So, for example, when it comes to motion products, the stakeholders might talk about it one way, the design team might talk about it in a different way, the engineering team might talk about it a different way, the research team might talk about it a different way. It gets super hard for everybody to get on the same page like this is what we're talking about, here's what we think the value is, here's how we should build it. And so, yeah. Part of my workshops are geared around developing language. Now, the funny thing is like, dude, I'm not trying to start a cult, right? So I tell people like, "Okay, in this workshop we're going to develop these terms. The language isn't as important as the concepts that they represent," so I'm trying to get people to, try to teach people how to see, and then in their own words, communicate these distinctions.

I'm not too attached to the actual language and wording per se, the concepts that I use I've found to be true at whatever team you want to talk about that's doing motions so that Google will talk about the same ideas that I talk about in my workshop, they might use slightly different words, and again, I don't want people in my workshop to leave the workshop and then use these words and then end up confusing people and have them think that they're in some kind of weird motion design cult thing, right? It's the concepts that we want folks to get.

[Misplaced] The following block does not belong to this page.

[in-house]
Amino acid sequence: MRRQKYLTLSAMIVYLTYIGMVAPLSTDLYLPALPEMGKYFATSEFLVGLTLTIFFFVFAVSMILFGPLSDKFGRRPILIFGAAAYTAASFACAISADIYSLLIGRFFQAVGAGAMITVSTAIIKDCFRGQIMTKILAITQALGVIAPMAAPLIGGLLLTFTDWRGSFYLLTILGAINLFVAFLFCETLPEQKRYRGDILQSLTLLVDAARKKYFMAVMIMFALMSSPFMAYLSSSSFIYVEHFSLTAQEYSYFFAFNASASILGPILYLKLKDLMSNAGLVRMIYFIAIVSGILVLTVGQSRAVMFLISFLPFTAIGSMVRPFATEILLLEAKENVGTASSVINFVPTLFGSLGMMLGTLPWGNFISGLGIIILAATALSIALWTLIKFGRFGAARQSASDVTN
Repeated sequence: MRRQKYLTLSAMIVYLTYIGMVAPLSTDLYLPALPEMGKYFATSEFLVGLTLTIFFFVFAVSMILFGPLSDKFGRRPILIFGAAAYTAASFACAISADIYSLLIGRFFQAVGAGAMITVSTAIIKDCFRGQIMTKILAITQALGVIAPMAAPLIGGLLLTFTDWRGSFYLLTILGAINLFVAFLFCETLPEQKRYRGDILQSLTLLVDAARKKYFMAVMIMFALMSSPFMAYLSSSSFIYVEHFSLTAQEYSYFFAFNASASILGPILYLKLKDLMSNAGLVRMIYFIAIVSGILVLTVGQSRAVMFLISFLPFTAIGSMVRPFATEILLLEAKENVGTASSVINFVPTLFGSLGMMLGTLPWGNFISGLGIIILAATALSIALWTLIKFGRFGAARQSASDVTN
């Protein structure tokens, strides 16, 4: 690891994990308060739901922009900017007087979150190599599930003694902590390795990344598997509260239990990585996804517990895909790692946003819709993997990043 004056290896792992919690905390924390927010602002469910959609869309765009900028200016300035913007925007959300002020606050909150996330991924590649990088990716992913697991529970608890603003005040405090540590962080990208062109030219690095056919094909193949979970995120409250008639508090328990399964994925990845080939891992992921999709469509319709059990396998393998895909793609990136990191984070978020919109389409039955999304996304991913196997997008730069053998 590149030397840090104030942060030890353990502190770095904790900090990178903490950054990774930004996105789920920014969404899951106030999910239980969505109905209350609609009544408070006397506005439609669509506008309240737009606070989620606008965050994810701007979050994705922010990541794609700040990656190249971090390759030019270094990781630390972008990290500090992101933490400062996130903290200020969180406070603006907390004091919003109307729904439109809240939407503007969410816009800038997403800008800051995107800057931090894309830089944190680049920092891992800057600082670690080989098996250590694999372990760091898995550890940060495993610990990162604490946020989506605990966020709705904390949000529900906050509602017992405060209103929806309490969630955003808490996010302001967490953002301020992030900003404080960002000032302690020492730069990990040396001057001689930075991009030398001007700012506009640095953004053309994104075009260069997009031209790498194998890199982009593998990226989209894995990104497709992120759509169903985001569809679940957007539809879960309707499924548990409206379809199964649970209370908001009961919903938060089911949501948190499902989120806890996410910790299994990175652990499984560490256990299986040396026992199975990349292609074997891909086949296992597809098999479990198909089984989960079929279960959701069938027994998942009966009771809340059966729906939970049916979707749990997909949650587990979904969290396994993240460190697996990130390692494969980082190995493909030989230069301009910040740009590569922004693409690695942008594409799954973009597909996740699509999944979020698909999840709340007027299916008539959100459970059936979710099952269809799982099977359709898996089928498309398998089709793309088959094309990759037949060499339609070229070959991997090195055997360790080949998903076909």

And so that's why I think it's really important when you're designing motion is to get everybody using some sort of common words and phrases. And I find that the most challenging usually comes from stakeholders because UX projects are so like stakeholder dependent in terms of resources and like vision. If they have like giving their team a mandate to do more motiony stuff but that's really not clear what they're talking about, then I just see it creating like a lot of friction and a lot of challenges for the design team.